Connect with us

Seeing Butterflies

Mellody Hobson to chair Economic Club of Chicago, first black woman in post


Black Women in Business

Mellody Hobson to chair Economic Club of Chicago, first black woman in post

Ariel Investments President Mellody Hobson will become the first African-American woman to chair the Economic Club of Chicago — and the second woman in a row to chair the 90-year-old organization.

Hobson, 48, will assume her new position July 1, taking over for the club’s first woman chair, Ilene Gordon, who is chairman, CEO and president of food ingredient-maker Ingredion. The incoming board is set to have 47 members, 16 of whom are women and 13 of whom are members of racial or ethnic minorities, said Donna Zarcone, president and CEO of the Economic Club, which works to connect Chicago’s leaders.

“When you have great diversity on the board, you have better decision-making and better results,” Zarcone said.

Hobson has been an Economic Club member for almost 21 years, Zarcone said.

Besides helping helm Ariel, a minority-owned investment firm that has about $11.7 billion under management, according…

Please read the original article – Mellody Hobson to chair Economic Club of Chicago, first black woman in post



I am a future butterfly at the stage of growth when I am turning into an adult. I am enclosed in a hard case shell formed by love, family, and friends. It is the hardest stage of becoming a black butterfly. You will encounter many hardships only to come out stronger and better than what you went in. At this stage, you are finding out who you truly are and how to love yourself.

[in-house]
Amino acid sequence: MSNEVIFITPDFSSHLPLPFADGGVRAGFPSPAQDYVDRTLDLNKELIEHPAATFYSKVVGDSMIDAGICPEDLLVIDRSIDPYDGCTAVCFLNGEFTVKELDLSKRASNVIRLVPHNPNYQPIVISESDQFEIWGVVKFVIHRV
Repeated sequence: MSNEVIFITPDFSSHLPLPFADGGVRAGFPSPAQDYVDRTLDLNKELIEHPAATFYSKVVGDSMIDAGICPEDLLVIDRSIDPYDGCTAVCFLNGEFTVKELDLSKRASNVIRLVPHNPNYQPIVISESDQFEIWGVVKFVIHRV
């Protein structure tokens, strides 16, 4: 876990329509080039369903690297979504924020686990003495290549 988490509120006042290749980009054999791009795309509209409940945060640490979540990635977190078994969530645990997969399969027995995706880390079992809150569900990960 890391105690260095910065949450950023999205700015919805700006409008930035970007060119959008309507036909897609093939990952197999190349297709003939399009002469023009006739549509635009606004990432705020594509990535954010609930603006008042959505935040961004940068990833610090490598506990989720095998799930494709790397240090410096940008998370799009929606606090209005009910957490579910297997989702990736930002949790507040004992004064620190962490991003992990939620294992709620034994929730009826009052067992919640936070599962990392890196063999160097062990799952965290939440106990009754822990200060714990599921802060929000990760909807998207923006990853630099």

More in Black Women in Business

What Does It Mean To Be “Black Butterfly Beautiful”

The image of the butterfly has come to define the many expressions of the feminine black consciousness and for a good reason. The butterfly is the perfect articulation of the exquisite beauty of nature. Whether tiny or large, brightly colored or more subdued, the butterfly’s allure is undeniable. Each one displays its own unique patterns and hues, and no one species outshines any other.

Similarly, there is no one ideal image of a black woman -- each is gorgeous in her right. All African-Americans share a glorious history of struggle and perseverance that has funneled into the modern black renaissance. And, like the graceful butterfly, the awakened black woman exemplifies the dazzling beauty of that cultural evolution.

Flying High

To Top